The Roadmap came out of the Global Partnership for Effective Development Corporation – a group of donor and developing country governments, UN, World Bank and business – on which I was representing the private sector last year. The aim was to outline an approach by which countries (the government, business associations, development community) can understand the alignment of interests and develop the supporting architecture and enabling environment to systematically drive effective collaboration across the sectors. It sets out five elements: building trust across the sectors, ensuring business is part of setting country development priorities, building organisational capability to partner, creating platforms to facilitate partnerships, and measuring results.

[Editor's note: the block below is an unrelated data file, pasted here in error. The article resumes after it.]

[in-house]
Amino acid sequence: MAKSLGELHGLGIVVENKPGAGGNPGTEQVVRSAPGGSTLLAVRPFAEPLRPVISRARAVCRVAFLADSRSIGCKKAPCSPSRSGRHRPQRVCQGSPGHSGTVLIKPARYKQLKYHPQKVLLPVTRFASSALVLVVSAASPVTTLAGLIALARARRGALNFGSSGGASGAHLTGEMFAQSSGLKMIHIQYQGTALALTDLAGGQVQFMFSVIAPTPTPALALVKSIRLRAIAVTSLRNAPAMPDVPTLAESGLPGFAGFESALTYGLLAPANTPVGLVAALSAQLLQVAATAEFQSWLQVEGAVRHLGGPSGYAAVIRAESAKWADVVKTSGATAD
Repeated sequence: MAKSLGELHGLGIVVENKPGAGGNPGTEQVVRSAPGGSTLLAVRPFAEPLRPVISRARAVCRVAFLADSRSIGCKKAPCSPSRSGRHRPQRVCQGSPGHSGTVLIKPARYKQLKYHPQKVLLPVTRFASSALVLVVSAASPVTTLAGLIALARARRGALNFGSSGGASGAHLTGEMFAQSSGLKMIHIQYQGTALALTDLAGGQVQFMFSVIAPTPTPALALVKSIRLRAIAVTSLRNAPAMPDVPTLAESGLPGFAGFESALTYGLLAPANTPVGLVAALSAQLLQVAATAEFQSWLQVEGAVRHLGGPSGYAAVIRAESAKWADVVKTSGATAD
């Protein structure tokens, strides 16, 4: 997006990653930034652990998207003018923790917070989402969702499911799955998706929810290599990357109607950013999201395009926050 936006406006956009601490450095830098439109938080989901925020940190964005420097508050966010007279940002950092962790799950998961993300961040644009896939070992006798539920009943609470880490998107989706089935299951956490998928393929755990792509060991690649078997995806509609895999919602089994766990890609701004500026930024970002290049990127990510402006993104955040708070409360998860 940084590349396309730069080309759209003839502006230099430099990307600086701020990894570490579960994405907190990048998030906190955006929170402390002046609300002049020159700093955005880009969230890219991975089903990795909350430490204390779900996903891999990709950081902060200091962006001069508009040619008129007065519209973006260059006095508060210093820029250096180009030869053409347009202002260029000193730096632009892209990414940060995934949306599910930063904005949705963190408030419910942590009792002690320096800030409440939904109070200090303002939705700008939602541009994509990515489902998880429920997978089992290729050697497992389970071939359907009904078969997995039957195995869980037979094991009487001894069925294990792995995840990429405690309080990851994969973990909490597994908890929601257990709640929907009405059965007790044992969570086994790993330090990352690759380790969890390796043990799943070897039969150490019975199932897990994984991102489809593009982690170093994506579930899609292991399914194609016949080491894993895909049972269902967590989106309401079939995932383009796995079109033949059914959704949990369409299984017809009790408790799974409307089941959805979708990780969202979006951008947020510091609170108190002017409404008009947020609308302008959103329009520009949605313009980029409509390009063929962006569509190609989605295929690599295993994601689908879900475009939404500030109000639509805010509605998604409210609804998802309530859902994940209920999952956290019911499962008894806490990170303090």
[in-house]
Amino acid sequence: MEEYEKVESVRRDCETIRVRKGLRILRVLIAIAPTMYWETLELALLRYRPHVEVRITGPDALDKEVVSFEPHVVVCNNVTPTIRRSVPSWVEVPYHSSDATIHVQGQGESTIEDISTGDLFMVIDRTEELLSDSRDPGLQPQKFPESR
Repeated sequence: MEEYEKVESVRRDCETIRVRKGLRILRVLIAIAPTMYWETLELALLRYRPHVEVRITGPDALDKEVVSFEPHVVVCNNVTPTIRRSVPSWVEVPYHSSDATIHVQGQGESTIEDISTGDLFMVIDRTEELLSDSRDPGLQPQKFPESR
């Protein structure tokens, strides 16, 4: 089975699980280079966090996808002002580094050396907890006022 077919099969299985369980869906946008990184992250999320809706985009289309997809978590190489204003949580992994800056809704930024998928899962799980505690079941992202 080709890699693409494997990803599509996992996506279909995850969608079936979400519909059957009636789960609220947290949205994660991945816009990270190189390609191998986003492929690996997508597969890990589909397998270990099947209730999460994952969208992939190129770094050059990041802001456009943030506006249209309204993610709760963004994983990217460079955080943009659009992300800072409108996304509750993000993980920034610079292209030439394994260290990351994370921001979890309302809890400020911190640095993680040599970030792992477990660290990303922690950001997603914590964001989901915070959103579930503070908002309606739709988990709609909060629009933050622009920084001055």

Interestingly there is a partnership that has just been announced between Cote D’Ivoire and the nine biggest cocoa companies in the world. This is game-changing in terms of the cocoa industry, and has been a long time coming. At last the industry seems to have decided to come together and the country is supporting it. There is an awful lot riding on getting this one right and I think they should apply the model outlined in the Roadmap.

Each of the five elements can be done independently but we would like to see one or two countries commit to this in an integrated way, to genuinely see over ten years whether we
 can build the structures and capabilities to bring business into development, and change the relationship between government and business to be working together for prosperous business and prosperous societies.